Date of Completion


Document Type

Open Access Capstone

Degree Name

Master of Arts (MA)

First Advisor

Steven H. Schwartz

Second Advisor

Allan Collins

Third Advisor

Delores Gallo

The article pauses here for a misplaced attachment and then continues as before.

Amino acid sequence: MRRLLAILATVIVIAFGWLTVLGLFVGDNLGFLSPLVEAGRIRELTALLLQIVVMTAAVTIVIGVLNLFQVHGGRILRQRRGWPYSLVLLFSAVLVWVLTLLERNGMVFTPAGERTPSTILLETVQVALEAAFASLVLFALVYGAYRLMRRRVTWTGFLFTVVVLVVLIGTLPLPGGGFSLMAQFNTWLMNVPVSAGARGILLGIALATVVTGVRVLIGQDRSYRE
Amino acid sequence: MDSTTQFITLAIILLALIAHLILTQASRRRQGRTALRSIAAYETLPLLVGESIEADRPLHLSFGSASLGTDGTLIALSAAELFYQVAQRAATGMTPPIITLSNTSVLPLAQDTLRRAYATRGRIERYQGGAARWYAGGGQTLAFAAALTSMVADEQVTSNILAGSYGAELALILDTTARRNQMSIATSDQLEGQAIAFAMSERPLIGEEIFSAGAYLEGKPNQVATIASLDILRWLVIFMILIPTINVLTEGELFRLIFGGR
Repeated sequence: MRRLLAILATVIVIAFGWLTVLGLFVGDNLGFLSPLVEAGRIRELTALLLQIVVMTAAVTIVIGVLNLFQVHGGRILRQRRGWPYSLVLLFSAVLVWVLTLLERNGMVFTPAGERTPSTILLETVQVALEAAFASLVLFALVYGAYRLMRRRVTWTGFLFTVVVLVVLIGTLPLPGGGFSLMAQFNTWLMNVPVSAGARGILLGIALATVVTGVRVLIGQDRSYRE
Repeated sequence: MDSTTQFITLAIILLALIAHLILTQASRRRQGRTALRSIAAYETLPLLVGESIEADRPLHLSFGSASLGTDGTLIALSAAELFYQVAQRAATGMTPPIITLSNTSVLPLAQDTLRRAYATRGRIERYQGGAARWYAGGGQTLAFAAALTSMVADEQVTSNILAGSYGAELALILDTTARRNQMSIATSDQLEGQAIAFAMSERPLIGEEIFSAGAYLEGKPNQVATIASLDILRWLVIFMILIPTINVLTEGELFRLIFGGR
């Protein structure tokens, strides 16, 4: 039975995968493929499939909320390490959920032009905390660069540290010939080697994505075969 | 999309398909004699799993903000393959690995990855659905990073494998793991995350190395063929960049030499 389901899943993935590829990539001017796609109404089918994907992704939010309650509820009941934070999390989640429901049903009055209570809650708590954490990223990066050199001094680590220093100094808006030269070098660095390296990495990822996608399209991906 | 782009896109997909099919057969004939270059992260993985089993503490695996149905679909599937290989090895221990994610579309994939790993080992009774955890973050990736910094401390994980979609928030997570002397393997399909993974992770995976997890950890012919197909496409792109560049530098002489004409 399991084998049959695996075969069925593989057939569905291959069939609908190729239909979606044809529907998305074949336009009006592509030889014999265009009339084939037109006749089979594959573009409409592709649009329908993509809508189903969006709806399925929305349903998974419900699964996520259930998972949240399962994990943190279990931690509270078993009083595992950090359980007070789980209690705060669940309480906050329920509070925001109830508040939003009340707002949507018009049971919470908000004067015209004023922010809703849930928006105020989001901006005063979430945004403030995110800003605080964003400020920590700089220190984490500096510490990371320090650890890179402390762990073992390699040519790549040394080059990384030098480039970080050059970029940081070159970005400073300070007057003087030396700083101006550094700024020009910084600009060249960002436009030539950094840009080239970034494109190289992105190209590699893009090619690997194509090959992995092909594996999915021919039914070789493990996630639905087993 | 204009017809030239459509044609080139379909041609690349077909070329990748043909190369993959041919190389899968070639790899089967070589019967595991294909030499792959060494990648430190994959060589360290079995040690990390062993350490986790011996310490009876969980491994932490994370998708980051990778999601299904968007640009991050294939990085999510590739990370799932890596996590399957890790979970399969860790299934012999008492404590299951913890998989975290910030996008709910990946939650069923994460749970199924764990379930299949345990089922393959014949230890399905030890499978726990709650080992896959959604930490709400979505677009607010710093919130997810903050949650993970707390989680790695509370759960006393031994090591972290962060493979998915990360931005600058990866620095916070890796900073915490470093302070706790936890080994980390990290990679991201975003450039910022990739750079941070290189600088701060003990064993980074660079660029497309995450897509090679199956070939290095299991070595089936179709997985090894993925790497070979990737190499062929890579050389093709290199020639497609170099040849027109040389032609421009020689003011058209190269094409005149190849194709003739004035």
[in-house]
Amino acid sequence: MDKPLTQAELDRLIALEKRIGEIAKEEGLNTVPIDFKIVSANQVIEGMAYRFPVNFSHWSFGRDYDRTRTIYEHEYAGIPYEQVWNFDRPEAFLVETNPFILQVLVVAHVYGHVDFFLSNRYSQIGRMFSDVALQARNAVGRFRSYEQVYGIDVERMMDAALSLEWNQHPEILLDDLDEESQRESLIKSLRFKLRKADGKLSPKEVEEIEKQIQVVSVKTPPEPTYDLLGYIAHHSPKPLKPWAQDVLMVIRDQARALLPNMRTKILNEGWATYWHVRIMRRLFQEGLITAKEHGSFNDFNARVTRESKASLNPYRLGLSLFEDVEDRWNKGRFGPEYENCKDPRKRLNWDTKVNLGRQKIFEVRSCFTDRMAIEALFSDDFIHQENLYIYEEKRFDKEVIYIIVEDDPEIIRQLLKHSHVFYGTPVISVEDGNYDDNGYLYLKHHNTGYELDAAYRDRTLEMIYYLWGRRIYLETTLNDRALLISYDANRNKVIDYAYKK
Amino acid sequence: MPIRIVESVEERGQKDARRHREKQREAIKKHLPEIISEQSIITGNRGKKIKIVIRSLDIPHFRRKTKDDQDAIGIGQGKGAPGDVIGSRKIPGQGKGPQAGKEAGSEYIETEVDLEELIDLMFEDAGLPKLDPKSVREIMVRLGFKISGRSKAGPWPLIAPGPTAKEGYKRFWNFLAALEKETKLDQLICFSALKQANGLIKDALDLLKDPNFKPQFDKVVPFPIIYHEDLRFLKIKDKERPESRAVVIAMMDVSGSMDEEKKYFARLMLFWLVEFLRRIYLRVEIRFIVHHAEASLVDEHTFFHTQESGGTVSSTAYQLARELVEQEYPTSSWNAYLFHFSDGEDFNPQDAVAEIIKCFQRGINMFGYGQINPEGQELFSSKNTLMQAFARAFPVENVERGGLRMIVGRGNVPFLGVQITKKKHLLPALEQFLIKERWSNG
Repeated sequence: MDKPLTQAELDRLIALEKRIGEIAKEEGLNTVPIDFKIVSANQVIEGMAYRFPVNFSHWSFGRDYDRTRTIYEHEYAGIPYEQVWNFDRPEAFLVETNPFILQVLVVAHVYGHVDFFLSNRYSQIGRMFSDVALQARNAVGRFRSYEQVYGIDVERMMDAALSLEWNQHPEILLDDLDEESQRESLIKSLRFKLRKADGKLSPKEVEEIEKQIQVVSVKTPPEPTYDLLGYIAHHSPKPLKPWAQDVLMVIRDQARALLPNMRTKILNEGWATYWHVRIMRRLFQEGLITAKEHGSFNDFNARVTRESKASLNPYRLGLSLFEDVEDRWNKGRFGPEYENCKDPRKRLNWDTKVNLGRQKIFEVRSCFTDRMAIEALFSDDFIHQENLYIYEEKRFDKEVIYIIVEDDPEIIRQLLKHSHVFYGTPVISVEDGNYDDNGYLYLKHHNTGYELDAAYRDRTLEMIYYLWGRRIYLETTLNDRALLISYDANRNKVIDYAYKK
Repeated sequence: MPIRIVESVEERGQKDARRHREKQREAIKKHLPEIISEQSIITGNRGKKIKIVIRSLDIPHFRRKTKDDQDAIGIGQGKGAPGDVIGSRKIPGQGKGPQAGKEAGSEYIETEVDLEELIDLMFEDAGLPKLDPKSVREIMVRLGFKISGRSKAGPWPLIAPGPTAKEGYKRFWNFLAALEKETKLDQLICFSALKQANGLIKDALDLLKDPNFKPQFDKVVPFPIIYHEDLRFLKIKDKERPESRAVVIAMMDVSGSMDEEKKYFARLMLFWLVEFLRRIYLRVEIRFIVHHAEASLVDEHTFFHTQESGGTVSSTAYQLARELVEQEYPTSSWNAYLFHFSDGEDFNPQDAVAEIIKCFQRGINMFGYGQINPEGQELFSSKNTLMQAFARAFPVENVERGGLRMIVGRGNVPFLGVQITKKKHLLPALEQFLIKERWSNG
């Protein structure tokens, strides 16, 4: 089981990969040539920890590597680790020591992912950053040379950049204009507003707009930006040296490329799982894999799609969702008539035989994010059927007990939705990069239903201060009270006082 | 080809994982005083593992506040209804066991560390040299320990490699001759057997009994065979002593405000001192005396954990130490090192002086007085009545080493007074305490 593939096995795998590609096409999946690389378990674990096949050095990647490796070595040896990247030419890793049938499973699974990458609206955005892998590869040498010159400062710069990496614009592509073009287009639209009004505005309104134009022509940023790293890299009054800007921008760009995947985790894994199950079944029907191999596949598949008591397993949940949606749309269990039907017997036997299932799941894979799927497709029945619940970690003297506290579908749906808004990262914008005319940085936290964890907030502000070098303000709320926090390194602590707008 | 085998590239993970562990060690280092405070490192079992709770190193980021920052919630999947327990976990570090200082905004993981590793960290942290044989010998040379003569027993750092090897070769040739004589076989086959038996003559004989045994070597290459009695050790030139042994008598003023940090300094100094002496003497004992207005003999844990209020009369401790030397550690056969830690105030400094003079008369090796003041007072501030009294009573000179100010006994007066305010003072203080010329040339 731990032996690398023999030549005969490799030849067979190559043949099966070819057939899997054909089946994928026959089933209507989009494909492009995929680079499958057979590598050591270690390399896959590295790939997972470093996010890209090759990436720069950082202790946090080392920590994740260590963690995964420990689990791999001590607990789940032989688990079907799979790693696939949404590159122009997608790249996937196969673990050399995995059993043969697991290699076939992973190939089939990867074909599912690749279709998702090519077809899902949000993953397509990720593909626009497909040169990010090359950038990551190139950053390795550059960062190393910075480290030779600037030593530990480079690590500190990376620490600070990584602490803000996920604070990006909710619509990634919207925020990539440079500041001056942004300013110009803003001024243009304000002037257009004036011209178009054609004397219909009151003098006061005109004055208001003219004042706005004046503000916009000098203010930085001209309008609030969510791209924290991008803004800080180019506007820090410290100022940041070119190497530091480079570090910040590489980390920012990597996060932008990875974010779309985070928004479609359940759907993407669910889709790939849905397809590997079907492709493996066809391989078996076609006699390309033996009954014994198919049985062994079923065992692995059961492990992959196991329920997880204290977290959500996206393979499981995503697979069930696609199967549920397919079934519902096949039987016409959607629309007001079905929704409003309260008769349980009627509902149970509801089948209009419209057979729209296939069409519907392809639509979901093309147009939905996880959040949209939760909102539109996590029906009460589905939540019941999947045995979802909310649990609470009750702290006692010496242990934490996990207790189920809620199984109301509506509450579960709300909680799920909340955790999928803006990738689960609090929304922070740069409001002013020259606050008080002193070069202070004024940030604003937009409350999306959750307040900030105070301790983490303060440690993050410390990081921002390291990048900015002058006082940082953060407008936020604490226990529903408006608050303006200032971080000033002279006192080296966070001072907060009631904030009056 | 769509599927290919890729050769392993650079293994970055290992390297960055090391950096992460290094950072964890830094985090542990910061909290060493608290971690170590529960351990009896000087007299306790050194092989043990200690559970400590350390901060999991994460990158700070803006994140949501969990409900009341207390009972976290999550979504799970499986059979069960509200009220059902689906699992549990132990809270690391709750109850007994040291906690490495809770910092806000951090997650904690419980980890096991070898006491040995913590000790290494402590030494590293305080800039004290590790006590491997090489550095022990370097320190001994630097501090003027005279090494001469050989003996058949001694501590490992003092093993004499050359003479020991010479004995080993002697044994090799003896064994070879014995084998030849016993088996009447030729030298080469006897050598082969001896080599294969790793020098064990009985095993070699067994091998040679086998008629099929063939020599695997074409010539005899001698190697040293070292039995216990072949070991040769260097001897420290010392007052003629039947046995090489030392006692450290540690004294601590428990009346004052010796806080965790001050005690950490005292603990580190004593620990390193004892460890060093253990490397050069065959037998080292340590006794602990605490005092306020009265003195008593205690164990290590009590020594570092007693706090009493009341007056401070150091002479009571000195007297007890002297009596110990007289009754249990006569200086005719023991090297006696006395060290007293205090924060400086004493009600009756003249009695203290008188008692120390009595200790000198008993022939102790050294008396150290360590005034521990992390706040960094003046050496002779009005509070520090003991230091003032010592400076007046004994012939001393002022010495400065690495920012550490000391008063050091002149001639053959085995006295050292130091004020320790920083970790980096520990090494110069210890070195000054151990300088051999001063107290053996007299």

Two largely independent bodies of literature exist on both teaching to promote students' critical and creative thinking abilities and teaching to promote the shift between novice and more expert writing. The author looks closely at both bodies of literature and merges common principles to create an extended curriculum unit designed to teach simultaneously toward expert thinking and expert writing. The unit contains such diverse activities as: 1) an acrostic puzzle; 2) reading articles on themes related to Hamlet; 3) the use of dialectical notebooks; 3) an explicit investigation into the nature of problem solving; 4) using emphatic role-playing to bring the play to life on video; and 5) use of writing "think sheets" to help concretize the expert writing process and give students practice in using it. With the active collaboration of an experiences instructor, the curriculum unit was implemented in a 12th grade advanced placement English Literature class and evaluated in terms of its effect on: 1) students' problem-solving orientation; 2) student attitude toward both learning and writing; 3) the quality of student writing; 4) students' metacognitive understanding of both problem solving and writing; and 5) the quality of student-teacher interaction. Analysis took the form of case-studies of five students chosen to represent five basic types of change in writing ability that occurred in the class as a whole. Interviews with the instructors contributed significantly to the analysis as well. Findings were that with the exception of one of the case study students, all students made significant, and often dramatic improvement in their writing, above and beyond what the teacher would have expected from the same caliber of student in years past. While some unit activities were more effective than others, it did appear that students worked better when they understood the principles involved and were given more freedom to be in charge of their own thinking and writing. Likewise, the process of informing, instituting, and closely examining an intervention had a very beneficial effect on the teacher and his interactions with students. Such a process of implementation holds considerable potential for changing the nature of traditional teacher/researcher partnership.